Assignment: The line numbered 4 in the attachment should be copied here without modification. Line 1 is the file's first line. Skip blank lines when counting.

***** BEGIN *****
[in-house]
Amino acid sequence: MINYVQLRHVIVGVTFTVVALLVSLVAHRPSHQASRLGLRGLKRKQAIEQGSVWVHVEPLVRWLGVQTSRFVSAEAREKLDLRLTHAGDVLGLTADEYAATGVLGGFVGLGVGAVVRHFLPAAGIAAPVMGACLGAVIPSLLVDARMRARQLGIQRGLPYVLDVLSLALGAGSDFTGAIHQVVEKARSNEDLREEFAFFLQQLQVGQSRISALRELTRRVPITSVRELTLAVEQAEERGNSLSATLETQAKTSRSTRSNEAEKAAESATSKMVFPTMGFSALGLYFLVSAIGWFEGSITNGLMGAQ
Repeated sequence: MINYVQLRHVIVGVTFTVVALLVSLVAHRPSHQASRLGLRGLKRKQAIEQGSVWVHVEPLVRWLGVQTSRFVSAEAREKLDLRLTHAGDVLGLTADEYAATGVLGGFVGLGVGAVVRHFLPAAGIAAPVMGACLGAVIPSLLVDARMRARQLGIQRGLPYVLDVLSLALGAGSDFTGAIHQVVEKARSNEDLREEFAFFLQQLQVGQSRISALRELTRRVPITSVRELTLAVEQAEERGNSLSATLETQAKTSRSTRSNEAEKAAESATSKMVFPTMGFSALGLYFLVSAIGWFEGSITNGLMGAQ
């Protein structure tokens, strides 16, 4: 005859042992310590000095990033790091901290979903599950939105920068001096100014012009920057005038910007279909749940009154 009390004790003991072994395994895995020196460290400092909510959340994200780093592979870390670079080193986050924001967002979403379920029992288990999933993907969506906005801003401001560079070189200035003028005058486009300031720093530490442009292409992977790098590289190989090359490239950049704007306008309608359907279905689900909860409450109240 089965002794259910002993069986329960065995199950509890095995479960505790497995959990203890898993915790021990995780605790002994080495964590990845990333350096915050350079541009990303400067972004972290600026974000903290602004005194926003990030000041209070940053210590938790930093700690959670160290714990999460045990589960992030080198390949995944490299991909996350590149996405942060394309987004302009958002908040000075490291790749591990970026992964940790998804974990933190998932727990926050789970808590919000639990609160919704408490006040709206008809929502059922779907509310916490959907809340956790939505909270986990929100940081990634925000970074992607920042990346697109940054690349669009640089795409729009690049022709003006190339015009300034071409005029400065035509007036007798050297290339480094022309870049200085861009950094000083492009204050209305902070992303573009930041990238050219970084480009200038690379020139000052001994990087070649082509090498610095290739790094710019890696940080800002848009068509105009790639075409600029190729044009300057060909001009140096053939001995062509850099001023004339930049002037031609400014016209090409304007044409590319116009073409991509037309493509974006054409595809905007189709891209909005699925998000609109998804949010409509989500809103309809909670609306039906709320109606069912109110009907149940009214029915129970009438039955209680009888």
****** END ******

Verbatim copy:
């Protein structure tokens, strides 16, 4: 005859042992310590000095990033790091901290979903599950939105920068001096100014012009920057005038910007279909749940009154 009390004790003991072994395994895995020196460290400092909510959340994200780093592979870390670079080193986050924001967002979403379920029992288990999933993907969506906005801003401001560079070189200035003028005058486009300031720093530490442009292409992977790098590289190989090359490239950049704007306008309608359907279905689900909860409450109240 089965002794259910002993069986329960065995199950509890095995479960505790497995959990203890898993915790021990995780605790002994080495964590990845990333350096915050350079541009990303400067972004972290600026974000903290602004005194926003990030000041209070940053210590938790930093700690959670160290714990999460045990589960992030080198390949995944490299991909996350590149996405942060394309987004302009958002908040000075490291790749591990970026992964940790998804974990933190998932727990926050789970808590919000639990609160919704408490006040709206008809929502059922779907509310916490959907809340956790939505909270986990929100940081990634925000970074992607920042990346697109940054690349669009640089795409729009690049022709003006190339015009300034071409005029400065035509007036007798050297290339480094022309870049200085861009950094000083492009204050209305902070992303573009930041990238050219970084480009200038690379020139000052001994990087070649082509090498610095290739790094710019890696940080800002848009068509105009790639075409600029190729044009300057060909001009140096053939001995062509850099001023004339930049002037031609400014016209090409304007044409590319116009073409991509037309493509974006054409595809905007189709891209909005699925998000609109998804949010409509989500809103309809909670609306039906709320109606069912109110009907149940009214029915129970009438039955209680009888």